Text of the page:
The other week, I had one of our community developers reach out to me. He said:
Crap. I'm a Developer Relations Engineer. Arguably the most important part of my job is to make sure our community users feel heard when they find issues like this. Thankfully, that very same developer brought up this blog about ghapi, a third-party Python library to pull information from GitHub. The article immediately reminded me: GitHub has an awesome REST API! So, I built a solution that uses the GitHub REST API, Deephaven Community Core, and Slack to monitor and report on user-submitted issues any time I run it.
GitHub is an amazing tool for developers to collaborate, manage workloads, and share their work. It hosts over 28 million public repositories, each of which has a plethora of issues submitted by team members and community users alike. How can developers stay on top of the issues submitted to their projects? Surely, keeping track of issues submitted by their own developers isn't too hard, but what about those user-submitted issues? End users rarely know who to assign the issue to, so they can fall through the cracks if not monitored regularly.
In this blog, I'll discuss how I've created a solution to this problem for the Deephaven Community Core team, and how the solution can work for anyone who's a part of a public GitHub project.
The GitHub REST API
Two things must be tracked: issues in a specific repository, and the members of the organization that host the repository. The Deephaven org's deephaven-core repository is a great example. The repository has hundreds of issues, most of which have been created by the development team and are being tracked by one or more developers. But there are some smaller number of issues submitted by those not in the organization, and those likely haven't been assigned to anyone.
One way to pull all of the information would be to just scrape the GitHub pages for the org and repo, respectively. Not only would that be messy and ugly, but it would also break completely if GitHub changed any aspect of its web UI. So there needs to be a better solution. Thankfully, the GitHub REST API allows anyone to pull information from a repository or organization they have access to. That includes everything that's public, as well as anything private they've been granted access to. GitHub users with a Personal Access Token can make up to 5,000 requests/hour for free.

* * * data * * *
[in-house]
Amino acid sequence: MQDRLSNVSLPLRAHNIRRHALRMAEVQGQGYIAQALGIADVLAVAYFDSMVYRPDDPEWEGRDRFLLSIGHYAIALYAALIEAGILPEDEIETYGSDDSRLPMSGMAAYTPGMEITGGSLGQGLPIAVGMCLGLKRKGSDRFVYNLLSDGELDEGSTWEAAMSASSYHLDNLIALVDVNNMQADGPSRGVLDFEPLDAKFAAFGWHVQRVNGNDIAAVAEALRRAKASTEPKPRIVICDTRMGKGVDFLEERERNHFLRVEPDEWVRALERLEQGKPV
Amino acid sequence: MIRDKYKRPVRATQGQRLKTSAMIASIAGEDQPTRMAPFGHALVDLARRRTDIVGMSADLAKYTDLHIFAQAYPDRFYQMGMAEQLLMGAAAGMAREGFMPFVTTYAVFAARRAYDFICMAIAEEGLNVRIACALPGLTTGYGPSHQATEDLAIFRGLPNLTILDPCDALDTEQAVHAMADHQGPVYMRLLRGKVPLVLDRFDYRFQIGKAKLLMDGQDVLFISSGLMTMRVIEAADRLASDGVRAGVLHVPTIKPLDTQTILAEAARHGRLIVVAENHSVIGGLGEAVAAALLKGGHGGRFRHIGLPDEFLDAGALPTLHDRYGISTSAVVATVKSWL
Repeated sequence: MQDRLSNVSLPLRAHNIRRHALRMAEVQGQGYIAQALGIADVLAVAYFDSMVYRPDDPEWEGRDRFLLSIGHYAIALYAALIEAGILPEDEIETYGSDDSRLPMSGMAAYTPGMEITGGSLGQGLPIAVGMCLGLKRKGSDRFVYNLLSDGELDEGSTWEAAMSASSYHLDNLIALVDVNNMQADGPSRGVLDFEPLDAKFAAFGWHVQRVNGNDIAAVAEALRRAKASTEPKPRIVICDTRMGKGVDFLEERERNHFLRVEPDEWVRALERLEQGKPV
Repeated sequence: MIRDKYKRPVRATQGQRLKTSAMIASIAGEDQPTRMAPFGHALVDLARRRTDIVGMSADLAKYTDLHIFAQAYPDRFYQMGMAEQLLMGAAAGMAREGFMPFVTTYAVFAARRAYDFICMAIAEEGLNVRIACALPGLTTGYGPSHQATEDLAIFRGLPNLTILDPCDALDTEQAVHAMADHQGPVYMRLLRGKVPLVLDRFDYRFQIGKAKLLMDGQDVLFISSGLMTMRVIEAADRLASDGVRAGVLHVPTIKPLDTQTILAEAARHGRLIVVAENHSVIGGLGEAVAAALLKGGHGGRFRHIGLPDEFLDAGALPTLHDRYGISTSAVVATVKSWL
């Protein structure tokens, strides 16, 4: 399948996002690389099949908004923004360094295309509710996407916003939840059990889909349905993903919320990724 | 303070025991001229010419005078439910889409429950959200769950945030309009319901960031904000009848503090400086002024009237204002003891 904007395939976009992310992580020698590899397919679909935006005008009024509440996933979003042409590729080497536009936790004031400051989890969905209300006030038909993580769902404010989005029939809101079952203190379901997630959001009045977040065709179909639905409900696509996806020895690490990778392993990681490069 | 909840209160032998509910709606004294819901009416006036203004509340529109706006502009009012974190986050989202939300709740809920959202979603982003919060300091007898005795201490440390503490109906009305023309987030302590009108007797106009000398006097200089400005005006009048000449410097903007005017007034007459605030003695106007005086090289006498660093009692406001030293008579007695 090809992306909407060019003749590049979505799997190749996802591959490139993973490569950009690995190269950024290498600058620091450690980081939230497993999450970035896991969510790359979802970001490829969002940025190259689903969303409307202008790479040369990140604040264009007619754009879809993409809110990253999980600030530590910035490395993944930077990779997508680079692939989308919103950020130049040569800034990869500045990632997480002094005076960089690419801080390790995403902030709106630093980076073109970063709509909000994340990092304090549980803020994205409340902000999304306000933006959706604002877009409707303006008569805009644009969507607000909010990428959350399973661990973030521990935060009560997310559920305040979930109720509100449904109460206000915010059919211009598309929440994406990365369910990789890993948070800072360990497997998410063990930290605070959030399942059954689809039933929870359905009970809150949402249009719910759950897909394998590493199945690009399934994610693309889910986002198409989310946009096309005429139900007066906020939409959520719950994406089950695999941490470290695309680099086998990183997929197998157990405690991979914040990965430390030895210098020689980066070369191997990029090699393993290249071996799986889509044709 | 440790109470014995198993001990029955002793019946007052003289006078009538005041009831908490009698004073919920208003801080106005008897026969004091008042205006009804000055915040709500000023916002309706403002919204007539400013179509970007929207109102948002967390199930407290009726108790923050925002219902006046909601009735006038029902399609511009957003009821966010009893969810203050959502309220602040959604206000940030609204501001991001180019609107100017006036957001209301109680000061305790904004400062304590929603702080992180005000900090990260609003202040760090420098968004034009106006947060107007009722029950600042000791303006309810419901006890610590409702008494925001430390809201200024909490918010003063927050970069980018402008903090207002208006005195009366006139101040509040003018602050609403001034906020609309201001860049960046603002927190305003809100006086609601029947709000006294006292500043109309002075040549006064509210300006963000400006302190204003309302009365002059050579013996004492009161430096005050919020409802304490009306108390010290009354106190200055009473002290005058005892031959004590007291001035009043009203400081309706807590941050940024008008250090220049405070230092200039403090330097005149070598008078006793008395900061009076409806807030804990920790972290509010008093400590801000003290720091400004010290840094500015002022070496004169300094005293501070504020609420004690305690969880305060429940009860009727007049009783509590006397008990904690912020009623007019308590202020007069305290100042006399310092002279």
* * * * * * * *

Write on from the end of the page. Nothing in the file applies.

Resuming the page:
This script pulls GitHub credentials from environment variables and uses them as authorization headers to request information on all issues in a GitHub repository. It requests 100 issues at a time until a request returns no information. The issue number, creation date, most recent update time, title, filer, and assignee are extracted and written to a Deephaven table. It also pulls the username of every member in the organization into a separate table, then performs a couple of table operations to separate the issues filed by non-members. This final table has important information about each user-submitted issue, which is exactly what I need.
Here's what a slice of the table looks like:
In Deephaven's case, most of the externally submitted issues are from former team members, with interns leading the way. Our past interns were excellent for so many reasons, including their bug reports!
The Slack SDK
With all of the necessary information in hand, all that's left to do is report it to something or someone who cares. Deephaven uses Slack for internal communications. It's a highly popular platform for users and businesses alike. Not only that, but developing bots for Slack is made easy via Slack's own slack_sdk Python package.
To create a Slack bot that will work for this application, read this guide. Once you've created a Slack bot with the necessary permissions and added it to a channel you want to send messages to, all you need is the OAuth token in an environment variable. This script collects relevant information about each issue, and reports it to Slack with links so that anyone in the channel can click on them to see more.
Here's what the message looks like in Slack:
Each number is a clickable link that takes you directly to the issue in GitHub. Several of our developers have joined the channel so that they can keep a closer eye on tickets submitted by the most important people in our project: the users.
Questions? Feedback? Talk to us on Slack. Join us!